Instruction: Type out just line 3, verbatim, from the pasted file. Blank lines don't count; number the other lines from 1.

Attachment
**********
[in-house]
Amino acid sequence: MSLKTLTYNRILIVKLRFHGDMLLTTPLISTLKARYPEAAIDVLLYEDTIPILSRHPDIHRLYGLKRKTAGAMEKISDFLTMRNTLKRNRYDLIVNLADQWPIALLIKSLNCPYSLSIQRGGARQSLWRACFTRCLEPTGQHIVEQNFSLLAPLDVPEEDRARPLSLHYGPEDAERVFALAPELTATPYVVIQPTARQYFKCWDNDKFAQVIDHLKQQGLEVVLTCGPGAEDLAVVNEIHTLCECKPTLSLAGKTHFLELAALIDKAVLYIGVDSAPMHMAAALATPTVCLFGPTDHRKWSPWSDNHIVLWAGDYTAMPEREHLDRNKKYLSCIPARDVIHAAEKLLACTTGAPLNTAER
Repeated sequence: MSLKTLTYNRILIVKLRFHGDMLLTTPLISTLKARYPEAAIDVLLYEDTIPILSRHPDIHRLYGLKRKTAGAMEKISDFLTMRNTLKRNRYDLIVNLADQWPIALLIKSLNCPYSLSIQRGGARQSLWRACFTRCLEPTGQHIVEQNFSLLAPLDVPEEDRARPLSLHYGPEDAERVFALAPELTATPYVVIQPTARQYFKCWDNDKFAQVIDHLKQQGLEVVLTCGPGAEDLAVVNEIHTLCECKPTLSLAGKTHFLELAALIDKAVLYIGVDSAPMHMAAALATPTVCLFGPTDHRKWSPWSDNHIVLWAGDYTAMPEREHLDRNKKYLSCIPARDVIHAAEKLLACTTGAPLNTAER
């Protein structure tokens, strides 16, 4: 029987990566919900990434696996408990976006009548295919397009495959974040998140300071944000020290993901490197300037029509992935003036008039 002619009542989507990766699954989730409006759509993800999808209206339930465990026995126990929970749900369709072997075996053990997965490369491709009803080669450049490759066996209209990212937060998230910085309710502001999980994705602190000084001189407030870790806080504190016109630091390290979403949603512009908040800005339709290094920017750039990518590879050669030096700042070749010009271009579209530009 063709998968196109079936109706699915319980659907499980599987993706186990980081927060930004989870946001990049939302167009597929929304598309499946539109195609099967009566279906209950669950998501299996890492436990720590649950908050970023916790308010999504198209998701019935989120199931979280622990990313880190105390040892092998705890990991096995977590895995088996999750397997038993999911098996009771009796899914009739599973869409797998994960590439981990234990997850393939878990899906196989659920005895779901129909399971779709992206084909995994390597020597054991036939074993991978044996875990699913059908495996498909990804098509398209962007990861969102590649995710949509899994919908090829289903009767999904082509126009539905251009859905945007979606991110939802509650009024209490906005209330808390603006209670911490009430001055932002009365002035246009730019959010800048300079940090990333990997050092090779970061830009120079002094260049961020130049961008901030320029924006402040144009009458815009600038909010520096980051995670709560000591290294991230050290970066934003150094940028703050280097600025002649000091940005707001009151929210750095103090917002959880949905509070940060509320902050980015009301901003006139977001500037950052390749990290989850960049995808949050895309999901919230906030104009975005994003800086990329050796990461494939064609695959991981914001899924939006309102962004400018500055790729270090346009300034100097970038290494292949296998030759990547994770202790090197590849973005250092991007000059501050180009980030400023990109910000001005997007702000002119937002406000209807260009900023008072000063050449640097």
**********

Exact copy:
Repeated sequence: MSLKTLTYNRILIVKLRFHGDMLLTTPLISTLKARYPEAAIDVLLYEDTIPILSRHPDIHRLYGLKRKTAGAMEKISDFLTMRNTLKRNRYDLIVNLADQWPIALLIKSLNCPYSLSIQRGGARQSLWRACFTRCLEPTGQHIVEQNFSLLAPLDVPEEDRARPLSLHYGPEDAERVFALAPELTATPYVVIQPTARQYFKCWDNDKFAQVIDHLKQQGLEVVLTCGPGAEDLAVVNEIHTLCECKPTLSLAGKTHFLELAALIDKAVLYIGVDSAPMHMAAALATPTVCLFGPTDHRKWSPWSDNHIVLWAGDYTAMPEREHLDRNKKYLSCIPARDVIHAAEKLLACTTGAPLNTAER